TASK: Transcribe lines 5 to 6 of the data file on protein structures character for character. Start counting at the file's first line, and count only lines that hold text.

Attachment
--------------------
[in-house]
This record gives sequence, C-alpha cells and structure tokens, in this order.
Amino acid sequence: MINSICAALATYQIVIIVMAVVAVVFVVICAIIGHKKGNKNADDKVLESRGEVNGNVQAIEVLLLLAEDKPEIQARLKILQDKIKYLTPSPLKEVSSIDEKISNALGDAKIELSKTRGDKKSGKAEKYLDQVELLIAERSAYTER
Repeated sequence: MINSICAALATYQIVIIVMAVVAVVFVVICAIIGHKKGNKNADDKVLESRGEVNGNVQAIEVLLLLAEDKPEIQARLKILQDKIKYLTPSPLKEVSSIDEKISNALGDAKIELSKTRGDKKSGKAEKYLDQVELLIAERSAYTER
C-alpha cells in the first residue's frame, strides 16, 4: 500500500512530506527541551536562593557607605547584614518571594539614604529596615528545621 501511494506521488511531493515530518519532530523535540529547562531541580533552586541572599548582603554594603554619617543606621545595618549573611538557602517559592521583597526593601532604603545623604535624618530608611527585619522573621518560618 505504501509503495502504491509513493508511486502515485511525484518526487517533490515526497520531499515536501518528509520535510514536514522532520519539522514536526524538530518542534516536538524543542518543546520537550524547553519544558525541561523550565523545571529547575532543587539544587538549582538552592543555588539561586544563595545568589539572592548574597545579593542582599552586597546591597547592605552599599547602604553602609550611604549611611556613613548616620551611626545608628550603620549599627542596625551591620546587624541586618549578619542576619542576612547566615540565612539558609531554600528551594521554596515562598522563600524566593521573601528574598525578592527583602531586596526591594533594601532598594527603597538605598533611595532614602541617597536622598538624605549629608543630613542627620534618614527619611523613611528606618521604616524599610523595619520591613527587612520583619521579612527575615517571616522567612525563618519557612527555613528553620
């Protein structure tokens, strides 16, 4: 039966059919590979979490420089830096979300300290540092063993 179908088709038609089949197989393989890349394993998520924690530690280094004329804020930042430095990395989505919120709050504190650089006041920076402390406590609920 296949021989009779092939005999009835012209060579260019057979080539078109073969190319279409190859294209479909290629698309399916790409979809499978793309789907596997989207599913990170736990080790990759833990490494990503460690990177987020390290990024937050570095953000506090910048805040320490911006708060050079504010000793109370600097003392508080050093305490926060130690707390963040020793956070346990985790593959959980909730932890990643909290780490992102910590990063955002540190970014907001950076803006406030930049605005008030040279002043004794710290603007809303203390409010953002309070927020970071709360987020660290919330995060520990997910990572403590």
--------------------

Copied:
C-alpha cells in the first residue's frame, strides 16, 4: 500500500512530506527541551536562593557607605547584614518571594539614604529596615528545621 501511494506521488511531493515530518519532530523535540529547562531541580533552586541572599548582603554594603554619617543606621545595618549573611538557602517559592521583597526593601532604603545623604535624618530608611527585619522573621518560618 505504501509503495502504491509513493508511486502515485511525484518526487517533490515526497520531499515536501518528509520535510514536514522532520519539522514536526524538530518542534516536538524543542518543546520537550524547553519544558525541561523550565523545571529547575532543587539544587538549582538552592543555588539561586544563595545568589539572592548574597545579593542582599552586597546591597547592605552599599547602604553602609550611604549611611556613613548616620551611626545608628550603620549599627542596625551591620546587624541586618549578619542576619542576612547566615540565612539558609531554600528551594521554596515562598522563600524566593521573601528574598525578592527583602531586596526591594533594601532598594527603597538605598533611595532614602541617597536622598538624605549629608543630613542627620534618614527619611523613611528606618521604616524599610523595619520591613527587612520583619521579612527575615517571616522567612525563618519557612527555613528553620
């Protein structure tokens, strides 16, 4: 039966059919590979979490420089830096979300300290540092063993 179908088709038609089949197989393989890349394993998520924690530690280094004329804020930042430095990395989505919120709050504190650089006041920076402390406590609920 296949021989009779092939005999009835012209060579260019057979080539078109073969190319279409190859294209479909290629698309399916790409979809499978793309789907596997989207599913990170736990080790990759833990490494990503460690990177987020390290990024937050570095953000506090910048805040320490911006708060050079504010000793109370600097003392508080050093305490926060130690707390963040020793956070346990985790593959959980909730932890990643909290780490992102910590990063955002540190970014907001950076803006406030930049605005008030040279002043004794710290603007809303203390409010953002309070927020970071709360987020660290919330995060520990997910990572403590």